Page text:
If there is just one reason I enjoy living in the country, it is because of the wildlife I can watch from my window or deck. And if there is just one type of bird I enjoy watching, it is the owls that rarely make an appearance. Of course, I enjoy many things about living in the country and I enjoy seeing many birds and other kinds of wildlife, from the little chickadees and pine siskins, to the hawks, eagles, deer and moose that occasional grace us with their presence.
Over the last few years, we have been hearing (more than seeing) barred owls (Strix varia) near our place. The first time we heard the owl was in the middle of the night in the early spring. The bird’s call is very distinctive, hooting in the rhythm “who-cooks-for-you, who-cooks-for-you”, and that call sounded like it was coming from just outside our open window. When I searched to have a look at this owl, it wasn’t quite as accommodating.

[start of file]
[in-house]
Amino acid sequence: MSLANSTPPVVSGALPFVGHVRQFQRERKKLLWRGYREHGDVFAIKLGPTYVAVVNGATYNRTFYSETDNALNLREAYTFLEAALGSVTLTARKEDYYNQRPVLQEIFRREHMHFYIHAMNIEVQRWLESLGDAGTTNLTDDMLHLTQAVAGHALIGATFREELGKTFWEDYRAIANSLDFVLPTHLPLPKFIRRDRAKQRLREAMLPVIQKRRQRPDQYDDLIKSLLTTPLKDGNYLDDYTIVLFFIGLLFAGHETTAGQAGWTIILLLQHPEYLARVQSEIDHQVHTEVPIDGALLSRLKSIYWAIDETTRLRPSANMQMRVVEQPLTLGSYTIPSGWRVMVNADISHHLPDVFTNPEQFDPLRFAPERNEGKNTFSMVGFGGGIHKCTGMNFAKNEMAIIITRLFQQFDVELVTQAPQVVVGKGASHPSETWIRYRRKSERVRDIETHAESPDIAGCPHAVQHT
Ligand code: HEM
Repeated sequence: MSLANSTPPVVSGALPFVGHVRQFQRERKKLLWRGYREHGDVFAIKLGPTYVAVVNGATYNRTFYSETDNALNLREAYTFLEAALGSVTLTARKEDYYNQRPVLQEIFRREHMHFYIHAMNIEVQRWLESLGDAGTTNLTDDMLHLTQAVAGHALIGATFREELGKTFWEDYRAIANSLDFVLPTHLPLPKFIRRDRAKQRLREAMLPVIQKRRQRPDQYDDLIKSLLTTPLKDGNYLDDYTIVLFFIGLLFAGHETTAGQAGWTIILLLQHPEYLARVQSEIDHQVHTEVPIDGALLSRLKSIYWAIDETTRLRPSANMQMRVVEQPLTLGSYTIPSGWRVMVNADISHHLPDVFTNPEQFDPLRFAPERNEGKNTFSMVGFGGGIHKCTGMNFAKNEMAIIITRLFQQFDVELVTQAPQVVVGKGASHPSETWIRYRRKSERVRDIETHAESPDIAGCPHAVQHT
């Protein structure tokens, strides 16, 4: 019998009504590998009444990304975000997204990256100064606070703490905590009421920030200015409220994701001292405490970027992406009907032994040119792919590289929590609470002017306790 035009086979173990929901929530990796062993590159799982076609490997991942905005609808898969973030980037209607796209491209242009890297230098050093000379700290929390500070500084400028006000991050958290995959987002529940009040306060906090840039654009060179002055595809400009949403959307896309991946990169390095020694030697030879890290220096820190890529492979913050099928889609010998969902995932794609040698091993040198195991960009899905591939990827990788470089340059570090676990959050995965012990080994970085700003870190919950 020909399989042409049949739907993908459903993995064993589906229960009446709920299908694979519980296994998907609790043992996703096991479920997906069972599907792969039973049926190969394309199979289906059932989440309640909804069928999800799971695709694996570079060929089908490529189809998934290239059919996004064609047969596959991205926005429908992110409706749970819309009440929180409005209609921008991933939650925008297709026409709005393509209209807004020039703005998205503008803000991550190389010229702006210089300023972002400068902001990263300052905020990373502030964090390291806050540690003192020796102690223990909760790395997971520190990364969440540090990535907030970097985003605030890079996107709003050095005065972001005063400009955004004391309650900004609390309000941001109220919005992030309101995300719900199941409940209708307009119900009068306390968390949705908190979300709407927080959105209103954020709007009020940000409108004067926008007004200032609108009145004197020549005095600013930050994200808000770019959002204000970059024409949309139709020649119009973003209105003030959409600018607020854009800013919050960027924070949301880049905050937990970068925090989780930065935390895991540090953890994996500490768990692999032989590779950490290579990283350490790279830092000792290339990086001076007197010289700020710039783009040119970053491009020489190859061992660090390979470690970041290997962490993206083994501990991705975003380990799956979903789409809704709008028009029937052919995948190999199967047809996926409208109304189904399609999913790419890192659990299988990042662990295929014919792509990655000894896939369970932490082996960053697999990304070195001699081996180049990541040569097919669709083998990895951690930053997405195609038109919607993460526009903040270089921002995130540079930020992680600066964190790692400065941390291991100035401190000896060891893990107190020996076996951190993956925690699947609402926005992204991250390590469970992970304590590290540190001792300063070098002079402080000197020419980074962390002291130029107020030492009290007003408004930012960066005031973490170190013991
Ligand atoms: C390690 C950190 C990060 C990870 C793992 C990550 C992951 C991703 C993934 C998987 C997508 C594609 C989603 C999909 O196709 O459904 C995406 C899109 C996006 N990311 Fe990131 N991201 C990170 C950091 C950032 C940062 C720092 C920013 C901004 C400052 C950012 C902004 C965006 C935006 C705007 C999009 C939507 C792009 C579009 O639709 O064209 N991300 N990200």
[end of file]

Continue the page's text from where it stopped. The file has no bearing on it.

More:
All this changed a few evenings ago when we heard a ruckus outside. Something was disturbing the robins and the red squirrels–all were chattering wildly. When my wife, Betty, went outside to have a look, an owl buzzed her and landed in a tree. Betty called me and I got these pictures with my Nikon D70 (300 mm). The darker bird is the female and the lighter one is the male. These birds were very cooperative, despite the robins harassing them by diving at them, only to break away at the last moment.
The owls were most likely looking for something to eat, and we think we know what they were after. A female red squirrel with young ones lives in a nest carved out of the cavity of one of the poplar trees near our deck. She is very bold and chases off all other squirrels and birds who might be after her caches of seeds and mushrooms. However, she met her match with these giant birds sitting above her nest. I heard her bravely trying to defend her young from the safety of her tree cavity; but that chatter was more of a whimper than the usual harangue she gives an intruder.
Fortunately, the squirrel was safe as long as she stayed in the nest; and she did. Eventually the owls departed to hunt elsewhere, but I imagine they have this location on their “future considerations” list, as those young red squirrels will soon be emerging to learn what life is like outside the cavity of a tree.
The barred owl is an interesting bird. It nests from the southern Yukon to Florida and although nocturnal does occasional move around during the day.
So, what’s wrong with that?